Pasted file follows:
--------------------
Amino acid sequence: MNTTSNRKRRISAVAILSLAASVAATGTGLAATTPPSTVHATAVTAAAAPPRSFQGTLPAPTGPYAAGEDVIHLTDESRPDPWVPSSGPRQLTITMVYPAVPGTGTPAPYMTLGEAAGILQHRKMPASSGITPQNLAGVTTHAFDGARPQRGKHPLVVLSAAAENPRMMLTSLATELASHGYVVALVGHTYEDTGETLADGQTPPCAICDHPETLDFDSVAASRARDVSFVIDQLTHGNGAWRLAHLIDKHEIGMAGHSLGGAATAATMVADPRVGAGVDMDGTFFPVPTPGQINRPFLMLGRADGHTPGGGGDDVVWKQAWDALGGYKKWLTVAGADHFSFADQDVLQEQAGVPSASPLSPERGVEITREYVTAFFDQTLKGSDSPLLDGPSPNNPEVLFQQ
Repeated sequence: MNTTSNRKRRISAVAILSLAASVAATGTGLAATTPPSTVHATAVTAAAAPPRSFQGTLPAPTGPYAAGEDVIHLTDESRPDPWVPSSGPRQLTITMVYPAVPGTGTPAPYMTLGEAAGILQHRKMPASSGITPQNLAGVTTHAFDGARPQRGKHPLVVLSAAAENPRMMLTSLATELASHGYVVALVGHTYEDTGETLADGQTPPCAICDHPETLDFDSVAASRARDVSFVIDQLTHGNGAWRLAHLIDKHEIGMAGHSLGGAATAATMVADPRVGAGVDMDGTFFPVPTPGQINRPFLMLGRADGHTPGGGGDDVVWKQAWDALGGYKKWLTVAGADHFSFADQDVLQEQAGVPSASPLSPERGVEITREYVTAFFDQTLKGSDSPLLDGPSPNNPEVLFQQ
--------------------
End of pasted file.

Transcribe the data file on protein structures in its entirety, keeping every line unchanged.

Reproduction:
Amino acid sequence: MNTTSNRKRRISAVAILSLAASVAATGTGLAATTPPSTVHATAVTAAAAPPRSFQGTLPAPTGPYAAGEDVIHLTDESRPDPWVPSSGPRQLTITMVYPAVPGTGTPAPYMTLGEAAGILQHRKMPASSGITPQNLAGVTTHAFDGARPQRGKHPLVVLSAAAENPRMMLTSLATELASHGYVVALVGHTYEDTGETLADGQTPPCAICDHPETLDFDSVAASRARDVSFVIDQLTHGNGAWRLAHLIDKHEIGMAGHSLGGAATAATMVADPRVGAGVDMDGTFFPVPTPGQINRPFLMLGRADGHTPGGGGDDVVWKQAWDALGGYKKWLTVAGADHFSFADQDVLQEQAGVPSASPLSPERGVEITREYVTAFFDQTLKGSDSPLLDGPSPNNPEVLFQQ
Repeated sequence: MNTTSNRKRRISAVAILSLAASVAATGTGLAATTPPSTVHATAVTAAAAPPRSFQGTLPAPTGPYAAGEDVIHLTDESRPDPWVPSSGPRQLTITMVYPAVPGTGTPAPYMTLGEAAGILQHRKMPASSGITPQNLAGVTTHAFDGARPQRGKHPLVVLSAAAENPRMMLTSLATELASHGYVVALVGHTYEDTGETLADGQTPPCAICDHPETLDFDSVAASRARDVSFVIDQLTHGNGAWRLAHLIDKHEIGMAGHSLGGAATAATMVADPRVGAGVDMDGTFFPVPTPGQINRPFLMLGRADGHTPGGGGDDVVWKQAWDALGGYKKWLTVAGADHFSFADQDVLQEQAGVPSASPLSPERGVEITREYVTAFFDQTLKGSDSPLLDGPSPNNPEVLFQQ